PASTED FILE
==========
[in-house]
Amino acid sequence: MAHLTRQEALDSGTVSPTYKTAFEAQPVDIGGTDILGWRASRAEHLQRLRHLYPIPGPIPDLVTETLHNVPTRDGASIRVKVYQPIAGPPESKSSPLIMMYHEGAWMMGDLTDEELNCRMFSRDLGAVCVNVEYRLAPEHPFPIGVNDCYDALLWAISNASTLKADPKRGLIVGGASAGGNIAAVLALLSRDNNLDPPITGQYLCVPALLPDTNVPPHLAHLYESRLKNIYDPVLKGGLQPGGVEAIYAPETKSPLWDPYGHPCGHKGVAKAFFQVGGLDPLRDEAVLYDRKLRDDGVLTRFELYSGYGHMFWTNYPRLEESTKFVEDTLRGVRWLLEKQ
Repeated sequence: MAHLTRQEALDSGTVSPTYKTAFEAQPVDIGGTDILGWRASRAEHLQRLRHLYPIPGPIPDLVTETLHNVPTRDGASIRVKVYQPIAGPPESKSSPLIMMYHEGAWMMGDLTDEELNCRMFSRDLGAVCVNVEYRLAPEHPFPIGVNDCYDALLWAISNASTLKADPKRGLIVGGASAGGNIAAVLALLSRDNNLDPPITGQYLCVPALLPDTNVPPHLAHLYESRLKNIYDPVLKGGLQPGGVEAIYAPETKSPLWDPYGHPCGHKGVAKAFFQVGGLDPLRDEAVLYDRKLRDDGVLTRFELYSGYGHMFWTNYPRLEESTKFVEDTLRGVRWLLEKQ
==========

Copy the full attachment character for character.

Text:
[in-house]
Amino acid sequence: MAHLTRQEALDSGTVSPTYKTAFEAQPVDIGGTDILGWRASRAEHLQRLRHLYPIPGPIPDLVTETLHNVPTRDGASIRVKVYQPIAGPPESKSSPLIMMYHEGAWMMGDLTDEELNCRMFSRDLGAVCVNVEYRLAPEHPFPIGVNDCYDALLWAISNASTLKADPKRGLIVGGASAGGNIAAVLALLSRDNNLDPPITGQYLCVPALLPDTNVPPHLAHLYESRLKNIYDPVLKGGLQPGGVEAIYAPETKSPLWDPYGHPCGHKGVAKAFFQVGGLDPLRDEAVLYDRKLRDDGVLTRFELYSGYGHMFWTNYPRLEESTKFVEDTLRGVRWLLEKQ
Repeated sequence: MAHLTRQEALDSGTVSPTYKTAFEAQPVDIGGTDILGWRASRAEHLQRLRHLYPIPGPIPDLVTETLHNVPTRDGASIRVKVYQPIAGPPESKSSPLIMMYHEGAWMMGDLTDEELNCRMFSRDLGAVCVNVEYRLAPEHPFPIGVNDCYDALLWAISNASTLKADPKRGLIVGGASAGGNIAAVLALLSRDNNLDPPITGQYLCVPALLPDTNVPPHLAHLYESRLKNIYDPVLKGGLQPGGVEAIYAPETKSPLWDPYGHPCGHKGVAKAFFQVGGLDPLRDEAVLYDRKLRDDGVLTRFELYSGYGHMFWTNYPRLEESTKFVEDTLRGVRWLLEKQ